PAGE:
June 23rd:  Pre-K Graduation at 203 Maine Ave. at 4:00!  Family and friends are welcome to attend; please know that the auditorium fills up quickly so you may want to arrive early!

We believe routines for children help to provide security, an understanding of sequences (what comes next) and a predictability which is important for children’s success.  The following article provides more reasons why concrete routines are important at home and at school.  You can find this article at: http://www.npr.org/sections/thesalt/2017/04/25/525394739/eat-sleep-repeat-how-kids-daily-routines-can-help-prevent-obesity

Nagging your kids to stick to a set bedtime each night may feel like a thankless task. But here’s some justification that your efforts are setting your kids up for a healthier life: A new study finds that preschool-age children who didn’t have a set sleep routine were more likely to be overweight by the time they became tweens.

“We found children who had inconsistent bedtimes were almost twice as likely to be obese by age 11 compared to kids who had regular bedtimes,” says study author Sarah Anderson, an epidemiologist at The Ohio State University.

The new study, which is based on findings from a cohort of children in the U.K., builds on a body of research that finds household routines early in life can influence body weight and the risk of obesity in adolescence and beyond. It’s published in the International Journal of Obesity.

When children were 3, parents were surveyed about a range of habits, including sleep and meal times. Researchers have continued to follow the children, who are now about 16 years old. This kind of research is not designed to establish cause and effect between sleep habits and the risk of weight gain, but the findings echo other research that links the two.

Back in 2010, Anderson and her colleague Robert Whitaker published a similar study based on research that included about 8,550 children in the U.S. That study, which was published in Pediatrics, found that in addition to regular bedtimes, two additional habits were also tied to a lower risk of obesity: regular evening meals and limited screen-viewing time. The three habits combined were linked to a 40 percent lower prevalence of obesity.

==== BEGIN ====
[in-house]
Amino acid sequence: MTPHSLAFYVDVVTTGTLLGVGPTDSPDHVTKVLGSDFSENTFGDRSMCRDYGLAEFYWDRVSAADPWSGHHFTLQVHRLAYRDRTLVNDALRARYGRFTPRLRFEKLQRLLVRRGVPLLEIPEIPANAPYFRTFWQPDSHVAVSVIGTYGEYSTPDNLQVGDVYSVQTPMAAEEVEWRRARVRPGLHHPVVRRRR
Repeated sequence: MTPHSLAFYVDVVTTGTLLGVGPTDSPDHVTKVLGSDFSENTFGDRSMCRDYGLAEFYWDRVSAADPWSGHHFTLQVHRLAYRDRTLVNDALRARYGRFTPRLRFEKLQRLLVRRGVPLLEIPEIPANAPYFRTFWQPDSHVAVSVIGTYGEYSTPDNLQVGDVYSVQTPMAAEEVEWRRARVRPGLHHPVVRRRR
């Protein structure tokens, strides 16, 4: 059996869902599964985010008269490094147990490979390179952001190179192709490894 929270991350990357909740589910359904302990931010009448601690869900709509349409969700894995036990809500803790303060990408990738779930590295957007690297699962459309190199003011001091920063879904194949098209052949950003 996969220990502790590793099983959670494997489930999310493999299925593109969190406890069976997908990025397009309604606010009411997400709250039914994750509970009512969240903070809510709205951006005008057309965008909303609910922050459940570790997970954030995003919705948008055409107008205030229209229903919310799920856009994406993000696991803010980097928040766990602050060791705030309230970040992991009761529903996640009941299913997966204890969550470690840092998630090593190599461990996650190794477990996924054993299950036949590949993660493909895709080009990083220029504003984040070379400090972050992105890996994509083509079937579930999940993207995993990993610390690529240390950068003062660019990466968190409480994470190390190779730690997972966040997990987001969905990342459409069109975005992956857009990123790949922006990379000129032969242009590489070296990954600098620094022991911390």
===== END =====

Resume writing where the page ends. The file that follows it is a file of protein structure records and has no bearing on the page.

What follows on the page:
The habit of sitting down to an evening meal as a family has been tied to healthy eating habits — and emotional benefits — in other studies.

And researchers are learning more about how the timing of meals and sleep influences our biology. For instance, as we’ve reported, researchers have found that eating early in the day, not late, can help maximize weight loss. In addition, it’s been shown that sleep deprivation can set the stage for weight gain and metabolic disease.

So what explains the link between sleep and weight? Researchers who study circadian rhythms are investigating.

“Regular bedtime … imposes a consistent exposure to light and darkness, which sustains a robust circadian rhythm, ” explains Satchidananda Panda, a professor in the Regulatory Biology Laboratory at the Salk Institute for Biological Studies. If this rhythm is disrupted, the body can be thrown off.

He points to studies that have found that shift workers — who work overnight and sleep during the day — are more prone to weight gain.

It seems we humans are time-keeping machines, and regular sleeping and eating schedules help keep all our clocks in sync.

“The increase in obesity among these children [in the new study] might be due to a similar mechanism that predisposes shift workers to weight gain,” Panda says.

The new study didn’t find a link between a lack of regular meal times and obesity in children. “We were surprised,” says researcher Sarah Anderson. She says she had hypothesized that they would find a link, given the findings of her earlier study. She says more follow-up is needed.

Panda says this new study adds to the body of scientific literature that finds the timing of daily habits can be a predictor of chronic diseases. “What is important is this correlation begins at an early age.”

Upcoming Events:

May 1st-May 5th:  Teacher Appreciation Week

Wednesday, May 17th:  Pre-K Graduation pictures @ 9:30

Friday, May 26th: Parkside Closed for shut down day

Monday, May 29th: Parkside closed for Memorial Day

Enjoy your weekend!

Jen V.